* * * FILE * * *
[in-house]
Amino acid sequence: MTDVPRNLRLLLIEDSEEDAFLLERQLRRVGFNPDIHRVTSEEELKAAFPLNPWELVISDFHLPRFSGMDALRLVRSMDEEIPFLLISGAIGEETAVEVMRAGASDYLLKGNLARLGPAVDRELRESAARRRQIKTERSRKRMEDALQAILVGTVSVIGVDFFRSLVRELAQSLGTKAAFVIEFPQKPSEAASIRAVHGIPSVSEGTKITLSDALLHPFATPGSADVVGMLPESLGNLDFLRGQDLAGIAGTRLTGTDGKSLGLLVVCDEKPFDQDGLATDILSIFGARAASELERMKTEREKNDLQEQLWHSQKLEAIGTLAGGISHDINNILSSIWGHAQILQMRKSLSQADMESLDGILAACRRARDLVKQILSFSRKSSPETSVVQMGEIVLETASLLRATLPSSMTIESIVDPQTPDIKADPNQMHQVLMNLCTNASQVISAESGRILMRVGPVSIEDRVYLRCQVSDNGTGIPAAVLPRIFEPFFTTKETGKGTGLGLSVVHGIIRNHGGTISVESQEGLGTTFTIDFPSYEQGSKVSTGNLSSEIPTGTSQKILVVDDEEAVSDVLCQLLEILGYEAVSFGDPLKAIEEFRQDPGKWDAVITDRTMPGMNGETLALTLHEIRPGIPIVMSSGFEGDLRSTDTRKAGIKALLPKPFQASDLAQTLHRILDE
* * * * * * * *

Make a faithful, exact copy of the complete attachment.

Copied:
[in-house]
Amino acid sequence: MTDVPRNLRLLLIEDSEEDAFLLERQLRRVGFNPDIHRVTSEEELKAAFPLNPWELVISDFHLPRFSGMDALRLVRSMDEEIPFLLISGAIGEETAVEVMRAGASDYLLKGNLARLGPAVDRELRESAARRRQIKTERSRKRMEDALQAILVGTVSVIGVDFFRSLVRELAQSLGTKAAFVIEFPQKPSEAASIRAVHGIPSVSEGTKITLSDALLHPFATPGSADVVGMLPESLGNLDFLRGQDLAGIAGTRLTGTDGKSLGLLVVCDEKPFDQDGLATDILSIFGARAASELERMKTEREKNDLQEQLWHSQKLEAIGTLAGGISHDINNILSSIWGHAQILQMRKSLSQADMESLDGILAACRRARDLVKQILSFSRKSSPETSVVQMGEIVLETASLLRATLPSSMTIESIVDPQTPDIKADPNQMHQVLMNLCTNASQVISAESGRILMRVGPVSIEDRVYLRCQVSDNGTGIPAAVLPRIFEPFFTTKETGKGTGLGLSVVHGIIRNHGGTISVESQEGLGTTFTIDFPSYEQGSKVSTGNLSSEIPTGTSQKILVVDDEEAVSDVLCQLLEILGYEAVSFGDPLKAIEEFRQDPGKWDAVITDRTMPGMNGETLALTLHEIRPGIPIVMSSGFEGDLRSTDTRKAGIKALLPKPFQASDLAQTLHRILDE